We’ve taken a lot of snow snaps today, and had a lot of fun shoveling (just kidding) here in New York where I live, but there is one thing we should not be joking about, and that’s carbon monoxide poisoning.

It’s a very possible occurrence after a significant snowstorm like Stella. Not only as there are numerous power outages in the area, resulting in use of portable heating units that may be unsafe, but also, because vents are blocked by snow drifts sending carbon monoxide gas back into your home. You can’t see or smell carbon monoxide. If household vents are blocked, poisoning could happen even while your family is awake.

According to the Patch, Danbury's Health and Human Services Department says you want to check your furnace exhaust vents as well as gas appliance, and any other household vents. Make sure they are not blocked by snowdrifts. If they're blocked, there is risk of carbon monoxide poisoning. Make it a part of your shoveling routine to check them, (though hopefully we won't be shoveling again until next winter). After a storm is as good a time as any to check the carbon monoxide detectors in your home.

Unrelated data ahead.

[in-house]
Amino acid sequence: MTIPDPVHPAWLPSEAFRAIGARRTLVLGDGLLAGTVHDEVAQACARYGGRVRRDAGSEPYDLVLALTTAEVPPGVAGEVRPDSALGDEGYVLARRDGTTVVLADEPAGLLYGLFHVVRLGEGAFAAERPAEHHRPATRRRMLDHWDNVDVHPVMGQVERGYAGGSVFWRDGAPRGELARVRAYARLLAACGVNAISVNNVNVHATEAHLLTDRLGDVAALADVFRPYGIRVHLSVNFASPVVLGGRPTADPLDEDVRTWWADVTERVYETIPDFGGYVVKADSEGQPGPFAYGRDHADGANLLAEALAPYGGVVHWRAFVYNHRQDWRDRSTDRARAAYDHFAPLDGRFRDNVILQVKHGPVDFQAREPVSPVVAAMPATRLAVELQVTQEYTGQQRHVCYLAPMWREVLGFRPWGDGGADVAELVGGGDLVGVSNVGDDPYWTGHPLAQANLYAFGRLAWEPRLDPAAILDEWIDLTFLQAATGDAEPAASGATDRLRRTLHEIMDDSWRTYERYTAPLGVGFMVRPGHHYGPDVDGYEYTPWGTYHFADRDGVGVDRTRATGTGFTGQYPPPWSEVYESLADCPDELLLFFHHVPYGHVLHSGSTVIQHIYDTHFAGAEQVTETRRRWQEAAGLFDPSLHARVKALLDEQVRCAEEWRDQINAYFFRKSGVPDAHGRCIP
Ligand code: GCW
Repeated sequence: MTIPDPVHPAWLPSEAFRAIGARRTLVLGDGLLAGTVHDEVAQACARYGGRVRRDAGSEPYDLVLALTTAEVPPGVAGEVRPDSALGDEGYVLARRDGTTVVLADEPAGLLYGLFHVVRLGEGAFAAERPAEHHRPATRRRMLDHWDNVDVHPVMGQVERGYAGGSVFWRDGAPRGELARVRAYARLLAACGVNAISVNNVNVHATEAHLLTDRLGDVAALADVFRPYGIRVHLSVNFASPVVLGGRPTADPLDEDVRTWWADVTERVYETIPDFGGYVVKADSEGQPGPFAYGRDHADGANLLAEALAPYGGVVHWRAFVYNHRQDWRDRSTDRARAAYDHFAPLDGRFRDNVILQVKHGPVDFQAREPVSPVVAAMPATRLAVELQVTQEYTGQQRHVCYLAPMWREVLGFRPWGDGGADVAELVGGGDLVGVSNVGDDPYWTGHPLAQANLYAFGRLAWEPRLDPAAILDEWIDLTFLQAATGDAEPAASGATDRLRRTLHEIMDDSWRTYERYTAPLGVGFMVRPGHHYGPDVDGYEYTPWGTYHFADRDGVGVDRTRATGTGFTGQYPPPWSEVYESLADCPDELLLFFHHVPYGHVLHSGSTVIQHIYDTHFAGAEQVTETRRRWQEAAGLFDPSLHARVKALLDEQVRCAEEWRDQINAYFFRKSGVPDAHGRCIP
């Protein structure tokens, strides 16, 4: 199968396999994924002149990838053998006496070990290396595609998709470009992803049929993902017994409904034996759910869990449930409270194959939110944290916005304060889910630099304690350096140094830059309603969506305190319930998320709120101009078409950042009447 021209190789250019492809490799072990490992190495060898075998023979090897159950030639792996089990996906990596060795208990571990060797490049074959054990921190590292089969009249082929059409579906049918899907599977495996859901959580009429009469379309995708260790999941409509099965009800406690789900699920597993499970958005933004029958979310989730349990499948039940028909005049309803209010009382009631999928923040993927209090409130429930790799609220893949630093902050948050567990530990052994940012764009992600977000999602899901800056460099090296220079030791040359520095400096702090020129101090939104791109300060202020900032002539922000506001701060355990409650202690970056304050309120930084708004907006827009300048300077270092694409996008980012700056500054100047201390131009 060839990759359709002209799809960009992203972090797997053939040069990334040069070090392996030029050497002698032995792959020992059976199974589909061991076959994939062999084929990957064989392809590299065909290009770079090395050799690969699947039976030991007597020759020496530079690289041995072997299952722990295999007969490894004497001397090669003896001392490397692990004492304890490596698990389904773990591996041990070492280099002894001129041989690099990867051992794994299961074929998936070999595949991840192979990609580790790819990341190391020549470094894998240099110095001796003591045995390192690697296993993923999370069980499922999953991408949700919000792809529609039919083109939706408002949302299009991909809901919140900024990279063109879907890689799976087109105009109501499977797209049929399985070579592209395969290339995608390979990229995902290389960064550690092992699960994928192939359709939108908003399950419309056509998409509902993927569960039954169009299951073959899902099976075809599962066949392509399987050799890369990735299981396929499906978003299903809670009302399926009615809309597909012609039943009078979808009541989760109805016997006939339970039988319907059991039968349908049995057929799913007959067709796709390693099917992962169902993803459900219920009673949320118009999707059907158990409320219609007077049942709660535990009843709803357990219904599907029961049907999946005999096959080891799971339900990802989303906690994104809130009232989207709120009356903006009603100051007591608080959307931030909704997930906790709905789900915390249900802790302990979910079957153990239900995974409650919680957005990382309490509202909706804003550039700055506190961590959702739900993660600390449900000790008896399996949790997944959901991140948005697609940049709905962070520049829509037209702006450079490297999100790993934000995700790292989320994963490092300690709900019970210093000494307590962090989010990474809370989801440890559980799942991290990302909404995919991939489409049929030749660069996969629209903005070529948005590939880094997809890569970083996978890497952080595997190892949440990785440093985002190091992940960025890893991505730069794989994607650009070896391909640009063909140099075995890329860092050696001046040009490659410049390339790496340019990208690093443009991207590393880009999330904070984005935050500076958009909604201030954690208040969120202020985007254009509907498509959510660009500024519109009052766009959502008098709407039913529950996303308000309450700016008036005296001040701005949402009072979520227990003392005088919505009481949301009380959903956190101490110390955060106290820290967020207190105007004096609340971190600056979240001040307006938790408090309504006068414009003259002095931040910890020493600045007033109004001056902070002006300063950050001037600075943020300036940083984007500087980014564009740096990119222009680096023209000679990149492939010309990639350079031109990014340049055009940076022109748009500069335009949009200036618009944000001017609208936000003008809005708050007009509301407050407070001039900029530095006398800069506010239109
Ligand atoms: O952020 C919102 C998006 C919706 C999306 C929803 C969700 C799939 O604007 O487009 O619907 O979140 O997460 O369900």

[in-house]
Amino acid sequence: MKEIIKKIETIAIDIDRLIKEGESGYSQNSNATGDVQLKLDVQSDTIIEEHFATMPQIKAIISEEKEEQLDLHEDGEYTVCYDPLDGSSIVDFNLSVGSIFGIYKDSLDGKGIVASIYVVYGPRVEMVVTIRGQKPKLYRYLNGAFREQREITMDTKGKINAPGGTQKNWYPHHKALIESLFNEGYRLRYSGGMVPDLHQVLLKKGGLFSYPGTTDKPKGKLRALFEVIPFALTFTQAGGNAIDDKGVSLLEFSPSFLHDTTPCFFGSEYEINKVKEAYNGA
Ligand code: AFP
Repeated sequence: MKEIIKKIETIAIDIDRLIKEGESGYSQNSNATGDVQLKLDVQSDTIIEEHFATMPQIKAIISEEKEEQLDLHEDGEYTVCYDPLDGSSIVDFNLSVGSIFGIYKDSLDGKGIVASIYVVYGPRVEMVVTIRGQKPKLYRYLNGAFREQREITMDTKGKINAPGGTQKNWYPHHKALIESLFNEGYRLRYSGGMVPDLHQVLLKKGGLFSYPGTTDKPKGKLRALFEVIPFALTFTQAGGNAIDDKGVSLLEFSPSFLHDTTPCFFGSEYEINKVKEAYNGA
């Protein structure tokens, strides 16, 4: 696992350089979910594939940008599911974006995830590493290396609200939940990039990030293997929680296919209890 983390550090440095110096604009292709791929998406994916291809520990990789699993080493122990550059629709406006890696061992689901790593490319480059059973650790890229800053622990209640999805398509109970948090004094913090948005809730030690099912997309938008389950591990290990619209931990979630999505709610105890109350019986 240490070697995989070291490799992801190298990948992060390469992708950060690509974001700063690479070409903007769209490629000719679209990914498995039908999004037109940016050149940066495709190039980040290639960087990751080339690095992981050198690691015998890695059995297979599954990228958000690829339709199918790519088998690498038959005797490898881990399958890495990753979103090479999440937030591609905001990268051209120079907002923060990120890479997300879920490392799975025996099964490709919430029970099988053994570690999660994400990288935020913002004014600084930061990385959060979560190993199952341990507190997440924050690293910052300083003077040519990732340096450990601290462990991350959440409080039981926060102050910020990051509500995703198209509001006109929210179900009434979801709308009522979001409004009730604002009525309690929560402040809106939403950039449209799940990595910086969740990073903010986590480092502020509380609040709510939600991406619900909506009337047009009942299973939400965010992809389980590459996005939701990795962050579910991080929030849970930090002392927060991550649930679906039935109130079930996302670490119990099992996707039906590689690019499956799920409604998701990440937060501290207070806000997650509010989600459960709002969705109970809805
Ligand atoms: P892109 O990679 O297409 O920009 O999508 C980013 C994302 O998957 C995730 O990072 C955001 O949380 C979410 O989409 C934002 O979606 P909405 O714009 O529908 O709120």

Another important tip to remember, just sitting in a running car with a tailpipe covered by snow could prove fatal. If you start the ignition, be sure the tailpipe is cleared. It's tempting to want to let kids sit in the car while it's warming up as you dig it out, but use extreme caution.

If the tailpipe is blocked, turning your car on to warm things up could bring deadly carbon monoxide buildup right inside the cabin. On a positive note, keep in mind Spring is just around the corner!

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